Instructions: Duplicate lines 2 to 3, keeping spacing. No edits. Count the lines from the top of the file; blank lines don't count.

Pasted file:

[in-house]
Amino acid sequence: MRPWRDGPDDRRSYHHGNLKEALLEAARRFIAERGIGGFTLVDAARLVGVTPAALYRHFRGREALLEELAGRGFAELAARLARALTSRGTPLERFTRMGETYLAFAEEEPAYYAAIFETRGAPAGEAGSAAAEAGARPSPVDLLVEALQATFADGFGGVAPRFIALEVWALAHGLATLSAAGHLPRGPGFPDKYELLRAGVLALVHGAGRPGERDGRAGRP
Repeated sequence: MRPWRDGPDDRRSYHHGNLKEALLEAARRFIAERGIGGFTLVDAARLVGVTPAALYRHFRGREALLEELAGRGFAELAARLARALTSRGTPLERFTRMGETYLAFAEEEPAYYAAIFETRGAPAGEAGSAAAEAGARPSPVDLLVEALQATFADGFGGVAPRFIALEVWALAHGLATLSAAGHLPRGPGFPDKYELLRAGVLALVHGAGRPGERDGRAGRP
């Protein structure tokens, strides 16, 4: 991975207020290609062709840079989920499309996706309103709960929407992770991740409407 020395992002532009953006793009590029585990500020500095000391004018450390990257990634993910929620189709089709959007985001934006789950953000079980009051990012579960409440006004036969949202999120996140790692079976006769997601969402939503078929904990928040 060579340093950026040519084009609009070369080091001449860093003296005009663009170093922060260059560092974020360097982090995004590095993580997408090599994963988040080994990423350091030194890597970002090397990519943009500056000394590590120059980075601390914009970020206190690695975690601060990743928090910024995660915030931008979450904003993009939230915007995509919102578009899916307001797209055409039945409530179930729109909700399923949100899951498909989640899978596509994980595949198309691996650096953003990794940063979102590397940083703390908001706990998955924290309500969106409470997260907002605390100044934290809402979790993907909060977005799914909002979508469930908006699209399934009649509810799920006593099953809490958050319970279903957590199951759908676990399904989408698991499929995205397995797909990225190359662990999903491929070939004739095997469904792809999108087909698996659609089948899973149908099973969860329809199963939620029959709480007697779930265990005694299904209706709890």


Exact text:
Amino acid sequence: MRPWRDGPDDRRSYHHGNLKEALLEAARRFIAERGIGGFTLVDAARLVGVTPAALYRHFRGREALLEELAGRGFAELAARLARALTSRGTPLERFTRMGETYLAFAEEEPAYYAAIFETRGAPAGEAGSAAAEAGARPSPVDLLVEALQATFADGFGGVAPRFIALEVWALAHGLATLSAAGHLPRGPGFPDKYELLRAGVLALVHGAGRPGERDGRAGRP
Repeated sequence: MRPWRDGPDDRRSYHHGNLKEALLEAARRFIAERGIGGFTLVDAARLVGVTPAALYRHFRGREALLEELAGRGFAELAARLARALTSRGTPLERFTRMGETYLAFAEEEPAYYAAIFETRGAPAGEAGSAAAEAGARPSPVDLLVEALQATFADGFGGVAPRFIALEVWALAHGLATLSAAGHLPRGPGFPDKYELLRAGVLALVHGAGRPGERDGRAGRP